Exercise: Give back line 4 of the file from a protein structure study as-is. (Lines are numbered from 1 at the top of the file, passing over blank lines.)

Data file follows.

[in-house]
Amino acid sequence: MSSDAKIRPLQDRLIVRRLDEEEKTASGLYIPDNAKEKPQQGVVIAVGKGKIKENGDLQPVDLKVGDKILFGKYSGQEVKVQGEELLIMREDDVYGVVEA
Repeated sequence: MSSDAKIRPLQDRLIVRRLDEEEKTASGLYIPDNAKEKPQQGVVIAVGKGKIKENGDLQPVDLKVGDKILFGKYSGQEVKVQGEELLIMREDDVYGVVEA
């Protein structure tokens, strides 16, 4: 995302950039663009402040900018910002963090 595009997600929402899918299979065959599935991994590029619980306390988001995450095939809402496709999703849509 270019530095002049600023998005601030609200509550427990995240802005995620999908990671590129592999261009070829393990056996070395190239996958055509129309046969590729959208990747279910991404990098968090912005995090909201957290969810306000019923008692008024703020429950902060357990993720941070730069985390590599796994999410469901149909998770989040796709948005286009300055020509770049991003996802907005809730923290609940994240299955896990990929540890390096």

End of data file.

């Protein structure tokens, strides 16, 4: 995302950039663009402040900018910002963090 595009997600929402899918299979065959599935991994590029619980306390988001995450095939809402496709999703849509 270019530095002049600023998005601030609200509550427990995240802005995620999908990671590129592999261009070829393990056996070395190239996958055509129309046969590729959208990747279910991404990098968090912005995090909201957290969810306000019923008692008024703020429950902060357990993720941070730069985390590599796994999410469901149909998770989040796709948005286009300055020509770049991003996802907005809730923290609940994240299955896990990929540890390096």